ClinVar Miner

Submissions for variant NM_000249.3(MLH1):c.1896+1G>T (rs267607867)

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Total submissions: 4
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Submitter RCV SCV Clinical significance Condition Last evaluated Review status Method Comment
International Society for Gastrointestinal Hereditary Tumours (InSiGHT) RCV000075405 SCV000106401 likely pathogenic Lynch syndrome 2019-06-21 reviewed by expert panel curation Interrupts canonical donor splice site
Invitae RCV000684807 SCV000543560 pathogenic Hereditary nonpolyposis colorectal neoplasms 2019-12-25 criteria provided, single submitter clinical testing This sequence change affects a donor splice site in intron 16 of the MLH1 gene. It is expected to disrupt RNA splicing and likely results in an absent or disrupted protein product. This variant is not present in population databases (ExAC no frequency). Disruption of this splice site has been observed in individuals affected with Lynch syndrome (LS) or clinical features of LS (PMID: 10533476, 15849733, 21642682, 12067992, Invitae). This variant is also described as a GAGgtg->GAGttg change in the splice donor site in the literature. ClinVar contains an entry for this variant (Variation ID: 89926). Donor and acceptor splice site variants typically lead to a loss of protein function (PMID: 16199547), and loss-of-function variants in MLH1 are known to be pathogenic (PMID: 15713769, 24362816). For these reasons, this variant has been classified as Pathogenic.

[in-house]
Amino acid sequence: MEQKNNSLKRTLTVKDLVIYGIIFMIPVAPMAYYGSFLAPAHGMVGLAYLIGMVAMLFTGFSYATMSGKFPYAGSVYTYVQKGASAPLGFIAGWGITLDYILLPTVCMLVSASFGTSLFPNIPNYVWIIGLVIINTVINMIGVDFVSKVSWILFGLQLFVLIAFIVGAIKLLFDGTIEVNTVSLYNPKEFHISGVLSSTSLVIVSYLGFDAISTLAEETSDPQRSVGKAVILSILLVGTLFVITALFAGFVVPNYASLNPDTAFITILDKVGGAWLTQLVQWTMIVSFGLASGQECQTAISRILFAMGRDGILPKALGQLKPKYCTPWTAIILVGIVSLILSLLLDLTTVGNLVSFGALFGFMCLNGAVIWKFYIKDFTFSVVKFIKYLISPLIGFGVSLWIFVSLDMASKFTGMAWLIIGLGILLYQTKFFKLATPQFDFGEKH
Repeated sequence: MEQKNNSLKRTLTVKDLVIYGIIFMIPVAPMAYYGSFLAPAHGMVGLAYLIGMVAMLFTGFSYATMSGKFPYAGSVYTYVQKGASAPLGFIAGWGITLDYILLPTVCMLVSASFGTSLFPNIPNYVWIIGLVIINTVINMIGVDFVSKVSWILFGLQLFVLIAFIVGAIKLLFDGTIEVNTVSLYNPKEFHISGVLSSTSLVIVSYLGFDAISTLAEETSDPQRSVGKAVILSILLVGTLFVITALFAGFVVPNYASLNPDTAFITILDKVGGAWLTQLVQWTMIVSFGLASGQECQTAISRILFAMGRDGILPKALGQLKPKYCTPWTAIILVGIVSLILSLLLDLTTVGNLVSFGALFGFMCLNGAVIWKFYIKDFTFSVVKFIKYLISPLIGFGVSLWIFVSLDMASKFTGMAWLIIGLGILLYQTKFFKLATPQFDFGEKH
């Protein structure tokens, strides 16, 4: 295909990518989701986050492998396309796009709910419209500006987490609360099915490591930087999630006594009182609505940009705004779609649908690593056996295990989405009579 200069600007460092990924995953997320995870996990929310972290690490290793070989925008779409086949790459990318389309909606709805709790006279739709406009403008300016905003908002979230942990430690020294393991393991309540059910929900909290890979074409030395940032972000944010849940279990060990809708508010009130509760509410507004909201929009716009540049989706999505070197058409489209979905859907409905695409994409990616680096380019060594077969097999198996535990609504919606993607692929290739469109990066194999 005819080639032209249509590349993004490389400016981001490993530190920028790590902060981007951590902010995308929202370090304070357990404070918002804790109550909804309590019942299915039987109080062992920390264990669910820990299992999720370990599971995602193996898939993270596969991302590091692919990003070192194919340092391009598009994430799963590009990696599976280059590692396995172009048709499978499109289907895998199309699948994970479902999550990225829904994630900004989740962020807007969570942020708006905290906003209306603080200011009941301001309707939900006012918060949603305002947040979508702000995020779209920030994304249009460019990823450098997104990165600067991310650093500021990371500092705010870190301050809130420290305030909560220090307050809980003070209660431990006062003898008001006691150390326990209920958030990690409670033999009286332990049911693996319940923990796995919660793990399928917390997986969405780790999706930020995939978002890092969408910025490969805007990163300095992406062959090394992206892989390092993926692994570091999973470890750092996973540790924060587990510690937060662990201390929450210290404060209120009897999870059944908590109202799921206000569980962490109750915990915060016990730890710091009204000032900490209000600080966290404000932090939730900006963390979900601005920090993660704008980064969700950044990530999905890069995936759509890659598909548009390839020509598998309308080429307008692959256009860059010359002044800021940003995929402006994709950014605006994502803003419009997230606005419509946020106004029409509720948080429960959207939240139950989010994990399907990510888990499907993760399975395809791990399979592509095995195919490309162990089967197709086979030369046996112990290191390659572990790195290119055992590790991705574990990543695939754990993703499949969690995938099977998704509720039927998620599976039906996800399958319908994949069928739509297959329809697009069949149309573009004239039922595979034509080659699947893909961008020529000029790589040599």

GeneDx RCV000479456 SCV000568570 likely pathogenic not provided 2018-08-10 criteria provided, single submitter clinical testing This variant is denoted MLH1 c.1896+1G>T or IVS16+1G>T and consists of a G>T nucleotide substitution at the +1 position of intron 16 of the MLH1 gene. This variant destroys a canonical splice donor site and is predicted to cause abnormal gene splicing, leading to either an abnormal message that is subject to nonsense-mediated mRNA decay or to an abnormal protein product. This variant has been identified in several individuals suspected of having Lynch syndrome, including two whose tumors displayed microsatellite instability (MSI-H), with one also exhibiting loss of MLH1 protein expression on immunohistochemistry (IHC) (Nilbert 1999, Wahlberg 2002, Mangold 2005, Dymerska 2010, Bonadona 2011). Based on the currently available information, we consider MLH1 c.1896+1G>T to be a likely pathogenic variant.
Ambry Genetics RCV001013523 SCV001174121 pathogenic Hereditary cancer-predisposing syndrome 2017-02-24 criteria provided, single submitter clinical testing The c.1896+1G>T intronic pathogenic mutation results from a G to T substitution one nucleotide after coding exon 16 of the MLH1 gene. This mutation has been detected in multiple individuals meeting Bethesda criteria whose tumors showed high microsatellite instability (Planck M et al. Int J Cancer. 1999 Oct 8;83(2):197-202; Mangold E et al. Int J Cancer. 2005 Sep 20;116(5):692-702; Nilbert M et al. Eur. J. Cancer, 1999 Jun;35:942-5), and in multiple individuals whose tumors were absent MLH1 and PMS2 on immunohistochemistry (Ambry internal data). In addition to the clinical data presented in the literature, alterations that disrupt the canonical splice site are expected to cause aberrant splicing, resulting in an abnormal protein or a transcript that is subject to nonsense-mediated mRNA decay. As such, this alteration is classified as a disease-causing mutation.

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